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Joined: 21 Feb 2005
Posts: 6464
Location: Salford, UK

PostPosted: Wed Jun 10, 2020 6:33 pm    Post subject: Reply with quote

Bill

I should have asked about the context for question 1. Controls like %cw, %eb and %gr have options that provide embedded scroll bars. Also in theory %hx and %vx provide scroll bars for the next control whilst %hs and %vs provide free standing scrollbar controls but I don't know if these have ever been used successfully.

I will aim to look at your sample code tomorrow.
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PaulLaidler
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Joined: 21 Feb 2005
Posts: 6464
Location: Salford, UK

PostPosted: Thu Jun 11, 2020 8:30 am    Post subject: Reply with quote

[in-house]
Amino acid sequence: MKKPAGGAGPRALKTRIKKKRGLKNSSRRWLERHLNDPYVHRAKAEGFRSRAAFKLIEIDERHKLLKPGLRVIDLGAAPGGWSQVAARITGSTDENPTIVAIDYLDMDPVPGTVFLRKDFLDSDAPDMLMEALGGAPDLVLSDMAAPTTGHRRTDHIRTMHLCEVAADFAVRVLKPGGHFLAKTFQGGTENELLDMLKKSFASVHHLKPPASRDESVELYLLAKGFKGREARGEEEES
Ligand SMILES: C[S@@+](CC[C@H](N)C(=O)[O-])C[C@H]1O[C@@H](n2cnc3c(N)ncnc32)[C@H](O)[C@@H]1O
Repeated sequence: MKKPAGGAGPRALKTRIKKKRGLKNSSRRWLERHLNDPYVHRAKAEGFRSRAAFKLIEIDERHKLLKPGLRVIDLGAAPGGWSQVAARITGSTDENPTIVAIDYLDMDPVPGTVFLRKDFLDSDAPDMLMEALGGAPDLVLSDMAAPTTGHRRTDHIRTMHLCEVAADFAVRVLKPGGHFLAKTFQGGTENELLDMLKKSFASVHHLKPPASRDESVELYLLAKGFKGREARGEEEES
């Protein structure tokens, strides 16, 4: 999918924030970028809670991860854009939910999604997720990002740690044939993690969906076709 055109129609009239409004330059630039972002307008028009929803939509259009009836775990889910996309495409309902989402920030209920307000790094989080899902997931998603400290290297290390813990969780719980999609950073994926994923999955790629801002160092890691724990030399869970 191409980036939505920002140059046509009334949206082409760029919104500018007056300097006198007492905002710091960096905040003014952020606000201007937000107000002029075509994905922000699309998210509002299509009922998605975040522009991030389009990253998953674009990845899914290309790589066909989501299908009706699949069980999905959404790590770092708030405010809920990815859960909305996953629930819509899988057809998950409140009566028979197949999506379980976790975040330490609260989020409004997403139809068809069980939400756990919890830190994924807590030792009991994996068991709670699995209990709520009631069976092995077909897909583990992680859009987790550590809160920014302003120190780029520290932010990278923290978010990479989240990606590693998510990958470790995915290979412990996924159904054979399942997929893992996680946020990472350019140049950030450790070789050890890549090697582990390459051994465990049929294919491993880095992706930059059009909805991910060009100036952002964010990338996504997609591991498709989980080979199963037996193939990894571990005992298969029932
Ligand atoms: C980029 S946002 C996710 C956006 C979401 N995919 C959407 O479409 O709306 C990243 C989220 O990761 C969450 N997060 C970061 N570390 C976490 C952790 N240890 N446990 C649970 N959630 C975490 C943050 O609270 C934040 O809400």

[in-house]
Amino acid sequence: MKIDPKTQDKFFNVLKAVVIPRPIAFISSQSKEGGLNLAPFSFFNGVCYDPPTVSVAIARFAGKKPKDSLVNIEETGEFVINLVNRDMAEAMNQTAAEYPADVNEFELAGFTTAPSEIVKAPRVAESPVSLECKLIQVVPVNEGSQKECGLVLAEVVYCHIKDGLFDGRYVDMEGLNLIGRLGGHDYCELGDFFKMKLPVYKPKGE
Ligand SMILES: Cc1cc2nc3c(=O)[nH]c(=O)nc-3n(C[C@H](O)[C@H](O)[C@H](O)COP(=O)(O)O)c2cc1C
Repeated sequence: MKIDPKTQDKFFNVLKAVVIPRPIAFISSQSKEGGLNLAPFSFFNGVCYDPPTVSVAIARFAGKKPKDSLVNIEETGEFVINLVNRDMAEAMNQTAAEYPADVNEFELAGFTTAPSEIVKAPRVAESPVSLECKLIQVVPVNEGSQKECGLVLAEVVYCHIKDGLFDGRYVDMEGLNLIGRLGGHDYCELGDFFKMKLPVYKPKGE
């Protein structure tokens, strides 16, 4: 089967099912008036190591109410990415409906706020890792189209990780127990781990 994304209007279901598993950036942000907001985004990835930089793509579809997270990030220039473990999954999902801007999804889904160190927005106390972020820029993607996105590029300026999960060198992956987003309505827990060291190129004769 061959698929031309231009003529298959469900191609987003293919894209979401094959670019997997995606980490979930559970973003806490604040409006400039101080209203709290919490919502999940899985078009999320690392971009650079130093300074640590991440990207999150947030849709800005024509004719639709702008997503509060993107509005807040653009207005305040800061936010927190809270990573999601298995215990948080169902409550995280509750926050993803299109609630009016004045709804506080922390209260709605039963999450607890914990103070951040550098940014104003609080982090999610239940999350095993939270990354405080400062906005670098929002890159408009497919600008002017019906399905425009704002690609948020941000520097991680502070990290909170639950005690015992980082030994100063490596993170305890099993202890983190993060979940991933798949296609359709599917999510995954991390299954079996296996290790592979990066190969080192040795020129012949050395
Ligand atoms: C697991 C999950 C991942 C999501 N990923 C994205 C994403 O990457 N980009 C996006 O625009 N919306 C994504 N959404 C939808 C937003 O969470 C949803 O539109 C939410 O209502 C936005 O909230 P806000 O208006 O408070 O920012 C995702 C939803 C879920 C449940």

There are various orderings that fix the problem. Here is one of them...

Code:
    winapp
    program main
    integer,external:: defg
    integer:: i=0,j,k=99,w=0,h=0
    jj = winio@('%sh%bg[white] %^bt[test] %rd %5nl %rd',j,defg,i,k)
    jj = winio@('%ch[vscrollbar,hscrollbar]&',j)
    jj = winio@('%ww[not_fixed_size]%sz&',w,h)
    jj = winio@('%?mn[Test[Test]][HelpText]&',defg)
    jj = winio@('%bg[white]&')
    jj = winio@('%th&',1)
    jj = winio@('%ff%`bg[yellow]%he')
    end
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LitusSaxonicum



Joined: 23 Aug 2005
Posts: 2151
Location: Yateley, Hants, UK

PostPosted: Thu Jun 11, 2020 11:02 am    Post subject: Reply with quote

Bill,

Don't forget that there are other approaches to moving the window contents around, like changing the cursor to a 'grabber hand' and tracking the 'click and drag'.